Liberty…”He shall go in and out”

It is an odd contrast that the entering through the door (who is Jesus) actually sets us free. This is just the opposite of what most people believe.  They believe the moment you commit to Christ, your life is basically over.  You can’t have any fun, and you have to spend all your time in self-denial or at church.

Nothing could be further from the truth.  When we enter through the true door what we find is true freedom.

A sheep that escapes the Shepherd and is out wandering on the mountain might believe that it has perfect liberty.  However, that liberty would not be so cherished when facing the wolves without any defense.  In truth, the sheep would feel a greater sense of freedom when it is enjoying life under the watchful eye of the Shepherd.  Freedom comes less from doing “whatever we want” and more from being to live without fear or anxiety.

Charles Spurgeon wrote that as believers we now have,

liberty to go to bed at night, and to feel that it does not matter whether you wake up here or not; liberty to go out into the world, and feel that losses and crosses cannot happen to you without your Father’s permission, and that you will have grace to bear them; liberty to go wherever you please on the errands of God, always protected by his almighty power. Do not imagine that walking with God, as Enoch did, means a narrow and confined life.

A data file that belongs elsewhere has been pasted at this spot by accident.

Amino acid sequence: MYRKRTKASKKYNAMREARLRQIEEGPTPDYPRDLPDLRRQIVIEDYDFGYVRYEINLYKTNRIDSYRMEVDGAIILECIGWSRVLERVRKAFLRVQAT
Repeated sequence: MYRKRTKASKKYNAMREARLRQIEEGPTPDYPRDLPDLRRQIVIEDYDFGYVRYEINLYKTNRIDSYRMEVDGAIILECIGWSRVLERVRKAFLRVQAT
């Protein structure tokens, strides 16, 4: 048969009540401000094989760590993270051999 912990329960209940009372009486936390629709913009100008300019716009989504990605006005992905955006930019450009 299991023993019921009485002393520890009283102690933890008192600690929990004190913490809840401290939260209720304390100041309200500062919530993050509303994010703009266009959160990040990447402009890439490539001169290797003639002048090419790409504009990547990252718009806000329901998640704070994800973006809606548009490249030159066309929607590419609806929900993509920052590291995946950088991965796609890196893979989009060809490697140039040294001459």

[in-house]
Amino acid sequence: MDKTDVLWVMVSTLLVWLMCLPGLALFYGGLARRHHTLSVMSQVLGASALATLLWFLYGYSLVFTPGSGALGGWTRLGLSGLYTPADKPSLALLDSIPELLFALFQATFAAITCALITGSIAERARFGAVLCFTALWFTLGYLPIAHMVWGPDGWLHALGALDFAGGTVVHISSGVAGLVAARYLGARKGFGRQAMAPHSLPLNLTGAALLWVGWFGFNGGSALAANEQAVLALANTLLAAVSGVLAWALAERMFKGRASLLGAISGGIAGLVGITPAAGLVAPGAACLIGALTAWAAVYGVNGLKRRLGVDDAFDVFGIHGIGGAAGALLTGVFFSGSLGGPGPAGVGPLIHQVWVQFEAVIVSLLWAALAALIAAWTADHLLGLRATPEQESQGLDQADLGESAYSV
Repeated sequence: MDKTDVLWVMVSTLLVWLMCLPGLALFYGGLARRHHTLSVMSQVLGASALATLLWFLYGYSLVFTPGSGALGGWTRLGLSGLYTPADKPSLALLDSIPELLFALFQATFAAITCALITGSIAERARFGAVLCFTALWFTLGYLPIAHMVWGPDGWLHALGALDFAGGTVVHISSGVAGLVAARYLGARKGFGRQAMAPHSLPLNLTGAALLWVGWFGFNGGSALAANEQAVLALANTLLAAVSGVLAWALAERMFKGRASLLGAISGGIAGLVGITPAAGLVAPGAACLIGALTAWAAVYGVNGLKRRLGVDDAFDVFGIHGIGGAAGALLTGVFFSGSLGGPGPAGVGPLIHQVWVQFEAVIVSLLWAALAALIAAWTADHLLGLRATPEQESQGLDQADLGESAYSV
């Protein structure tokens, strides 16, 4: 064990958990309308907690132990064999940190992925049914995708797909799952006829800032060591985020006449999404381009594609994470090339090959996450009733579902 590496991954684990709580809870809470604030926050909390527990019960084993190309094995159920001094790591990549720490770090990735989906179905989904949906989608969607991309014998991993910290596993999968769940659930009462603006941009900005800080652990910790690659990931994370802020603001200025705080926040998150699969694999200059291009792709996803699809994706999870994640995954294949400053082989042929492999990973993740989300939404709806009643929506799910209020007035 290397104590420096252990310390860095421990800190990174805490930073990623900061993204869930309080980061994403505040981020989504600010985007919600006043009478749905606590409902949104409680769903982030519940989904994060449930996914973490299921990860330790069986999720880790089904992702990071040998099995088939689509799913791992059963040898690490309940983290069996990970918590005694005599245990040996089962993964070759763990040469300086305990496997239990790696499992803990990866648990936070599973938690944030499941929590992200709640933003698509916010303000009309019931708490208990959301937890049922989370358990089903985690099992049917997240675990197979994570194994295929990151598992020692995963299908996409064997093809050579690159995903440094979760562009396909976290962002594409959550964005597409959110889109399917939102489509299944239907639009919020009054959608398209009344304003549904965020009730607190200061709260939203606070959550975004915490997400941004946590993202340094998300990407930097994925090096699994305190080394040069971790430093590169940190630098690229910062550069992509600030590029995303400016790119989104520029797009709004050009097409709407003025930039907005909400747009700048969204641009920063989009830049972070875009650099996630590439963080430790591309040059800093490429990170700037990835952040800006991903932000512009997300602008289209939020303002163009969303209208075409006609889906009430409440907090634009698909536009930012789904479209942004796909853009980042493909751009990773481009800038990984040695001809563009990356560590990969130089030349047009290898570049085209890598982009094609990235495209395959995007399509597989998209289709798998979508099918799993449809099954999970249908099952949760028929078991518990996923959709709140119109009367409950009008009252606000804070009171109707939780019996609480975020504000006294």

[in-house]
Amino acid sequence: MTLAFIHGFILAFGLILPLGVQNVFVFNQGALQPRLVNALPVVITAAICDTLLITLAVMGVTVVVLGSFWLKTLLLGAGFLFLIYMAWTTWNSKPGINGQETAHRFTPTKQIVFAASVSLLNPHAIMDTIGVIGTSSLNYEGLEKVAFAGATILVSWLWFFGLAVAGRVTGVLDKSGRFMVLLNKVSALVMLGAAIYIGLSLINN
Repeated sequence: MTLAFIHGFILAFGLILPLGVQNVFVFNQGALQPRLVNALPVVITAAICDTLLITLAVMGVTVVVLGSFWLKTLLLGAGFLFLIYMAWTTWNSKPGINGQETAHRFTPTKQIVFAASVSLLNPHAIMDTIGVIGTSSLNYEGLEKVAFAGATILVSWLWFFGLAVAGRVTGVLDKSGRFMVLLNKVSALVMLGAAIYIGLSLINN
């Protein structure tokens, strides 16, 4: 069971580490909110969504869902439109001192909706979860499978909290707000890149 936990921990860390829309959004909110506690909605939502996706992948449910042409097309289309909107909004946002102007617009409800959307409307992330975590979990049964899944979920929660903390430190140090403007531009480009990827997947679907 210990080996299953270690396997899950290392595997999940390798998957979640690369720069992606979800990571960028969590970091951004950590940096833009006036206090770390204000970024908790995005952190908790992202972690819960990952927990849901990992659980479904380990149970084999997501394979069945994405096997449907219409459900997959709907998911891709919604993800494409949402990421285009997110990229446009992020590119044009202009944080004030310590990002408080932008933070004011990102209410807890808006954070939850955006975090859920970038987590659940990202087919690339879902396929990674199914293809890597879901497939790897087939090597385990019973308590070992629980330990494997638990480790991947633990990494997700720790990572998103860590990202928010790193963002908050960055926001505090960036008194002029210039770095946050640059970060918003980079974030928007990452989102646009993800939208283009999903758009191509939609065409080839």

As believers we enjoy a great sense of freedom because we know we are secure.  We are like children who can play, pretend, and enjoy life because they trust mom and dad to take care of the other stuff.  As followers of Jesus Christ we now live under the watchful eye of our Father in Heaven.  Because He is so capable, we can relax and enjoy the journey.

Provision . . . “He shall find pasture”

The last benefit is that those who enter at the door will find pasture.  In other words, we will find what we need.  God will provide for us.  Our Lord will provide an inner calm and satisfaction.  He will provide what we need to grow and mature.  He will provide for our needs.  He will give his angels charge over us.  He will give us strength for the hard times.  He will give us direction through His Word and the Holy Spirit.

When we come to the Father through Jesus Christ we discover that God will supply all our needs . . . most of which we were formerly unaware of.  We will discover security, hope, peace, true love, forgiveness, compassion, and purpose.  The life that used to be driven by the mad search for that elusive “something” is now a life that is filled with the enjoyment of that very something that you were looking for.

The message of Christmas is not: “come to Jesus, or else!”  It is the simple message: Come to one who can set you free, make you alive, and lead you home.  The world is mistaken.  Christianity is not about judging everyone else; it is about becoming a recipient of grace.  It’s not about keeping rules; it’s about having direction in our lives.  It’s not about fear; it’s about hope.  It’s not just about the future; it’s about eternal life that begins the very moment we believe.

CONCLUSIONS

It’s important that we see two final things about what Jesus said.  First, there is a condition to these benefits.  The condition is that we must enter.  It is not enough to stand outside and merely look in.  It’s not enough to be friendly with those who are on the inside.  We have to actually “enter”.